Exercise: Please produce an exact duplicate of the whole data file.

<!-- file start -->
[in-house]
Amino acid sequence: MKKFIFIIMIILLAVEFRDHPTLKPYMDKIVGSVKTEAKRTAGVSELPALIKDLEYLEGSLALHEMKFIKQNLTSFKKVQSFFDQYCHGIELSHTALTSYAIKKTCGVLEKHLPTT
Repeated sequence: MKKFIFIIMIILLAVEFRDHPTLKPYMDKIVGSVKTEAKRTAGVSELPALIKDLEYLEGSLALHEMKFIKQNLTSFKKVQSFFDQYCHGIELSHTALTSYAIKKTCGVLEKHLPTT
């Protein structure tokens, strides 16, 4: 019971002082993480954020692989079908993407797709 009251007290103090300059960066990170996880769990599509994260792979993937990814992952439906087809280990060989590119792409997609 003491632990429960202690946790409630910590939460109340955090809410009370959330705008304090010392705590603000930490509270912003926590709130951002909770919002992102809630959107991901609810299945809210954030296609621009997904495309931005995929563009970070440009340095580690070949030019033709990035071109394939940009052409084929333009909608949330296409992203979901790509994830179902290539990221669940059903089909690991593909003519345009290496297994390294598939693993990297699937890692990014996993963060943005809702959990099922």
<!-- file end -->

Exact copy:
[in-house]
Amino acid sequence: MKKFIFIIMIILLAVEFRDHPTLKPYMDKIVGSVKTEAKRTAGVSELPALIKDLEYLEGSLALHEMKFIKQNLTSFKKVQSFFDQYCHGIELSHTALTSYAIKKTCGVLEKHLPTT
Repeated sequence: MKKFIFIIMIILLAVEFRDHPTLKPYMDKIVGSVKTEAKRTAGVSELPALIKDLEYLEGSLALHEMKFIKQNLTSFKKVQSFFDQYCHGIELSHTALTSYAIKKTCGVLEKHLPTT
């Protein structure tokens, strides 16, 4: 019971002082993480954020692989079908993407797709 009251007290103090300059960066990170996880769990599509994260792979993937990814992952439906087809280990060989590119792409997609 003491632990429960202690946790409630910590939460109340955090809410009370959330705008304090010392705590603000930490509270912003926590709130951002909770919002992102809630959107991901609810299945809210954030296609621009997904495309931005995929563009970070440009340095580690070949030019033709990035071109394939940009052409084929333009909608949330296409992203979901790509994830179902290539990221669940059903089909690991593909003519345009290496297994390294598939693993990297699937890692990014996993963060943005809702959990099922």